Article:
I had vowed to give up blogging on Middle Eastern affairs.
However, an e-mail from a reader concerning the Israeli raid on a purported North-Korea-linked military facility in Syria enticed me to wander off the Asian affairs res once again.
FYI, the combat radius of an F-15 in deep strike mode is 1800km
The distance to the Syrian target is ~ 700 km.
No need for drop tanks........
Hmmm. Too interesting to pass up.
The Internet is a treasure trove for armchair commanders and aviation and weapons enthusiasts. Industrious googling yielded the following information:
During the raid, some Israeli aircraft jettisoned two external fuel tanks up by the Turkish border.
The tanks were from an F-15I fighter bomber , called the “Ra’am” or “Thunder”, itself the Israeli variant of the F-15E Strike Eagle.
In agreement with my correspondent, the Observer states the Ra’am is:
...the newest generation of Israeli long-range bomber, which has a combat range of over 2,000km when equipped with the drop tanks.
But I think the Observer (and perhaps *gasp* a loyal reader) got it wrong. Either they confused cruising range with combat range, or confused the current F15I with its previous incarnations (for instance the F15C does have a combat radius of 2000 km).
The F-15E is a completely different animal from previous F-15s, which were sleek interceptors, designed “without a pound for the ground” i.e. no air to ground armament, for those days of air-to-air combat with the parfait knights of the Soviet bloc.
The F-15E is a big, fat hog of a plane, sometimes nicknamed the Flying Tennis Court, or Rodan for its resemblance to the ungainly but murderous superpterodactyl featured in the Godzilla movies.
It’s meant to carry big bombs and missiles to blow up stuff on the ground and the people standing in it or next to it, and fight its way out if necessary.
So it’s got bigger engines and less range than previous F15s.
According to the data I dug up, the F-15E has a combat radius—the distance it can be expected to fly for a mission assuming high speed, fuel-consuming maneuvers--of 790 miles (see here and here ).
To achieve this radius, it needs its internal fuel plus external fuel.
Internal fuel capacity is 5,952 kg.
External fuel consists of two components:
Conforming fuel tanks or CFTs with a total capacity of 4500 kg. They are integral parts of the plane—one report I read said the plane isn’t really designed to fly without them—and can’t be jettisoned.
Then there’s another 5500 kg in conventional external fuel tanks—the kind that were dropped during the mission.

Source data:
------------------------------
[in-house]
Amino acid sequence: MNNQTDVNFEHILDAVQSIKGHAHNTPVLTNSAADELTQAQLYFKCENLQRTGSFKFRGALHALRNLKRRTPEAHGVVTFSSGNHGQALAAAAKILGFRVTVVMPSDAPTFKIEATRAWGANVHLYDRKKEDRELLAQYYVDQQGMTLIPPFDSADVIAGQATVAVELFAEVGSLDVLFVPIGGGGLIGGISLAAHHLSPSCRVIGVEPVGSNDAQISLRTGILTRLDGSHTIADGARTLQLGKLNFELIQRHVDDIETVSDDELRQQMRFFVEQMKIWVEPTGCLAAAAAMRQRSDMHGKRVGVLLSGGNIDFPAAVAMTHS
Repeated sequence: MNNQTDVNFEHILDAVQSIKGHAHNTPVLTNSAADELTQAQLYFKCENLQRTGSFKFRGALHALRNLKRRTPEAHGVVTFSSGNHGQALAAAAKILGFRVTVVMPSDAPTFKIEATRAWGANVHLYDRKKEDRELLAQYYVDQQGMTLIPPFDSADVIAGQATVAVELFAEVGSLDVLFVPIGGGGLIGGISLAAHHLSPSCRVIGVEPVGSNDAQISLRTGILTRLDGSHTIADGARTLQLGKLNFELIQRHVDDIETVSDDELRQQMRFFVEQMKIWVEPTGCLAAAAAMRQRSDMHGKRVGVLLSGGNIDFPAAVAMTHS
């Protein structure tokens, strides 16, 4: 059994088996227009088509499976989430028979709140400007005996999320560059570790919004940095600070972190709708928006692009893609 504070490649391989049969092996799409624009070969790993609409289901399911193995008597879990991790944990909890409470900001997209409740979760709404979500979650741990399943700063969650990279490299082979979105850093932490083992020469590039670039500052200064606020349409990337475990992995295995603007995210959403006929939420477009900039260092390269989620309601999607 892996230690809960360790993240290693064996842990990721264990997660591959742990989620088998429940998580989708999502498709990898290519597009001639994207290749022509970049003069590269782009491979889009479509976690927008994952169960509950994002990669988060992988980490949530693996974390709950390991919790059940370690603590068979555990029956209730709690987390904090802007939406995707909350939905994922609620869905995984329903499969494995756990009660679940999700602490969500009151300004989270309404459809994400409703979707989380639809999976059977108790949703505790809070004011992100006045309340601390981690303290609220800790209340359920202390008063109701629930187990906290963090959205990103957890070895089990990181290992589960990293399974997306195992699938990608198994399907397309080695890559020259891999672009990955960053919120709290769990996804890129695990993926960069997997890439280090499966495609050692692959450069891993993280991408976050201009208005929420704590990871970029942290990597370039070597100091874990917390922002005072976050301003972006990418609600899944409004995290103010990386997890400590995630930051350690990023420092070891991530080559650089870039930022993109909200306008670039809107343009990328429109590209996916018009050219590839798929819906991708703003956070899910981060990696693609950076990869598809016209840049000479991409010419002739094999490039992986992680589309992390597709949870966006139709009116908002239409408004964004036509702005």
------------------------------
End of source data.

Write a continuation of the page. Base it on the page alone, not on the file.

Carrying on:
With a fistful of caveats, the combat radius for an F-15I without the external fuel tanks would be around 500+ miles.
Distance from the Hatzerim airbase (home of the F-15I-equipped 69th Squadron) near Beersheba to Dayr az Zawr: 420 miles.
So you might think that the conventional external fuel tanks weren’t needed for this particular mission, and the only reason to carry them was for road-testing prior to some Iran-related hanky-panky.
Maybe yes, maybe no.
If the Israelis really did bomb Dayr az Zawr, it’s unclear why they went barnstorming up to the Turkish border a hundred miles away.
But they certainly did go, and to fly that kind of mission including a flyby of the Turkish border, I think they would need the external fuel tanks.
Maybe the Turkey excursion was to test some fancy new electronic countermeasures equipment mounted on another plane, called “Suter”, to disrupt Russian air defense hardware recently supplied to Syria—and Iran, for Israel’s benefit and our own.
Aviation Week put out the story courtesy of “U.S. officials”:
A Kuwaiti newspaper wrote that "Russian experts are studying why the two state-of-the art Russian-built radar systems in Syria did not detect the Israeli jets entering Syrian territory. Iran reportedly has asked the same question, since it is buying the same systems and might have paid for the Syrian acquisitions."
We got a certain amount of military chest-thumping about how cool this new gear is, but these planes only jettison their fuel tanks if they’ve been engaged and need extra speed and mobility, which leads one to believe it couldn’t have worked too great.
As to Israeli insistence that they’ll take out Iran if we can’t get off our collective rears, I found this analysis interesting and persuasive.
It argues that the Israeli air force simply doesn’t have the horses to haul the armament needed to make a terminal dent in the hardened and dispersed Iranian facilities on a 1200-mile mission—remember, more fuel means fewer weapons carried--unless the U.S. either assists in the refueling of the Israeli planes or allows them to stage the assault U.S. from bases in Iraq.
And maybe not even then.
Theoretically, the Israelis could do this, but at great risk of failure. If they decide to attack Natanz, they will have to inflict sufficient damage the first time - they probably will not be able to mount follow-on strikes at other facilities.
When all the analyses are done, there is only one military capable of the sustained widespread air operations required to eliminate Iran's nuclear weapons research program - the United States.
So it looks like the Israelis could start something—but it would be up to Uncle Sam to finish the job.
I take this as support for my thesis that a key data point for Israel from the Syria raid was the nature of the U.S. support it did—or did not—elicit, and what that would mean for Israel if it conducted a dramatic but less than conclusive raid on Natanz with the hope that the U.S. could be dragged into the campaign.
So: War with Iran—it’s up to us. Don’t know whether that’s reassuring or disturbing.